Cody Eakin – who already had a goal upheld with video review for a potential high stick – became entangled with Sharks captain Joe Pavelski after an end-zone face-off. Pavelski violently fell to the ice and began to bleed. When the team doctors are rushed onto the ice – you know it’s serious. After much deliberation– and, this is where it turns into a raging debate even to this hour– Eakin was given a five-minute major for cross-checking and a game misconduct.

This to me felt like 1998, Blues vs. Kings all over again.

The Sharks stormed to life, urged by veteran Joe Thornton to “get out and score three (expletive) goals right now,”and scored just six seconds into the major. I felt it at that point. They completely stormed back to tie it just 3:40 into the major power play, and miraculously took the lead, 4-3 on Kevin LaBanc’s blast with 6:39 left in regulation.

Amazingly, a total of 52 seconds still remained on the power play.Amazingly over six minutes remained where anything could happen.

Another plot twist, indeed, happened. Vegas pulled Marc-Andre Fleury for an extra skater. Down to their last breath, Jonathan Marchessault tied the game with 47 seconds left. At that point, if you were left to just slam your keys on the smartphone or keyboard, it would’ve made total sense.

Then, with 1:41 left in overtime, Barclay Goodrow beat Brayden McNabb with speed and slipped a forehand deke past Fleury to shock the world.

The Sharks came back down 3-1 in the series to win this mind-boggling, jaw-dropping finish.

This was Game 7 of the first round. I repeat, this was GAME 7 of the first round.

Others you might remember/heard of:

  • 2018: we had to bring up the WHL for this exact reason. Game 6, Kevin Davis, OT winner, Conference championship. The Tips were down 5-2 in the third period at Tri-City. They erased it in the blink of an eye and nearly won it too, late in regulation. It remains, arguably, the greatest goal in Tips history.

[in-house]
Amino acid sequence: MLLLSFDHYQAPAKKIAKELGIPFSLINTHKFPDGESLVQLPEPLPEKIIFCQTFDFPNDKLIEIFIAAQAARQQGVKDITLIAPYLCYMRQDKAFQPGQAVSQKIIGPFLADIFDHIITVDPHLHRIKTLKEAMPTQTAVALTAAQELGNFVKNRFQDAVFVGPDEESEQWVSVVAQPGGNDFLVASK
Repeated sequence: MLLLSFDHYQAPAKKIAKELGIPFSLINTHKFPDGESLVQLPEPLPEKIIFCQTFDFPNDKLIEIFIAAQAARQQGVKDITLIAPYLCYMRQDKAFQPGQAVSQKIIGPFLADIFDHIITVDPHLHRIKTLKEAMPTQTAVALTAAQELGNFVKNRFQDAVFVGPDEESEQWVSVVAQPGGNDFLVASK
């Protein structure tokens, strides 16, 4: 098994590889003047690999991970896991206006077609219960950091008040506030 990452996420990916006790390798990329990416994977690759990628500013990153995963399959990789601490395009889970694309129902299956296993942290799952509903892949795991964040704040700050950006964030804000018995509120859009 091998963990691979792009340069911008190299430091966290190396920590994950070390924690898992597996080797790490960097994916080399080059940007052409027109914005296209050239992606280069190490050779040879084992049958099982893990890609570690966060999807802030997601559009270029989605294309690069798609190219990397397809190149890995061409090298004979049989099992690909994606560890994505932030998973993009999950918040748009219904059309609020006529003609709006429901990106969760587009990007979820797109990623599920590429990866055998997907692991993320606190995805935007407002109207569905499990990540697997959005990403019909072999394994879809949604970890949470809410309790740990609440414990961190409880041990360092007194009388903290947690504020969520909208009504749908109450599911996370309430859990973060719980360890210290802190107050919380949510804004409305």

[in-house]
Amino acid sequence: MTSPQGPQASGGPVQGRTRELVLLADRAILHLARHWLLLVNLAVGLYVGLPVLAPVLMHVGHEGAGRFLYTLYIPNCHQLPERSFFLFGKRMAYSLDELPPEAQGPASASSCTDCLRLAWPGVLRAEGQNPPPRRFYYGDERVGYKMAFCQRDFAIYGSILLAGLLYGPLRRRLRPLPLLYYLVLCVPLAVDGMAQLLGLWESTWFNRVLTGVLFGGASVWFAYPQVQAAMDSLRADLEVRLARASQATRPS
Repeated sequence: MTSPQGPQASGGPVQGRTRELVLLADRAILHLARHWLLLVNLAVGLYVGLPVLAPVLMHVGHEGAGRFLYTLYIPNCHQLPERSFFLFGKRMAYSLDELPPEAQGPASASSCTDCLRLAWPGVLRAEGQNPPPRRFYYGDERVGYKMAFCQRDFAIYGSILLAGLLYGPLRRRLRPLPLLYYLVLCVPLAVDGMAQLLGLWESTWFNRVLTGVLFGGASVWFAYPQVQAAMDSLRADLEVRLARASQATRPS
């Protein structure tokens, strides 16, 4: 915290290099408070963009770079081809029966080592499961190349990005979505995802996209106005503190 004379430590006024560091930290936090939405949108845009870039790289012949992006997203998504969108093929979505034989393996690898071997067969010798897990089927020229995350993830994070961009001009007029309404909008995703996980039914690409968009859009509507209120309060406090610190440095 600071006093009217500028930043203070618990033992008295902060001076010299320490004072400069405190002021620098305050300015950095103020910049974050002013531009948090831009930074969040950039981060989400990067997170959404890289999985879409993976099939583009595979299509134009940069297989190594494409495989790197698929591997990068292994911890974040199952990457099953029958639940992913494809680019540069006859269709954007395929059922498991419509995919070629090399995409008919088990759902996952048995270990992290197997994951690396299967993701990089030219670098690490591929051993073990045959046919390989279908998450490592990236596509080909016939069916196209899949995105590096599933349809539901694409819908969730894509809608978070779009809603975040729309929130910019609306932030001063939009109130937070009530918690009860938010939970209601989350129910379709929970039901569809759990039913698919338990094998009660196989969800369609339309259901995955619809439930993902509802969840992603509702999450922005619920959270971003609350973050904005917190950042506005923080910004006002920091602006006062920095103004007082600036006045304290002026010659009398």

• 2013: if you follow deep into the minor pro and ECHL ranks, this one’s for you. The Stockton Thunder (now, Stockton Heat of the AHL) trailed the Las Vegas Wranglers in the third period, 3-0 in Game 6 at Stockton Arena. They were over 15 minutes away from doom. The Thunder ripped off five unanswered goals (ex-Prince George Cougar Daniel Gibb scored the eventual winner with 3:20 left) to win 5-3, and knock out the Wranglers in seven games en route to the Western Conference title. The first eight years of my career behind the mic were in Stockton, a place with many fond memories. This is one of them.
  • 1985: the Minnesota North Stars (led by eventual Tips head coach and North Stars captain Craig Hartsburg) rallied from down 4-0 in Game 5 to beat the Chicago Blackhawks, 5-4 at Chicago Stadium. Chicago recovered though, winning the second round, 4-2.
  • 1971: Some will say it’s the greatest comeback in Montreal Canadiens playoff history (and they’ve won an NHL record 26 Cups – that’s saying something). Montreal finished 24 points behind their series opponent, Boston (who had Bobby Orr and Phil Esposito) in the regular season. The Bruins built a 5-1 lead Game 2 in the second period and appeared to be running away with it. The Canadiens stormed back to win 7-5. Montreal won the first round series in seven games.

Last night’s affair in San Jose happened with two seasons on the line, Game 7, with multiple, wild plot twists in the third period. I don’t know if I’ve ever seen anything like it, and I’m not sure I will ever again.

But then again, that’s hockey, and that’s live sports.

Who knows?

Award winning broadcaster Mike Benton is in his fourth season as radio play-by-play voice of the Everett Silvertips of the Western Hockey League, and 14th in the game.  Tweet at him here.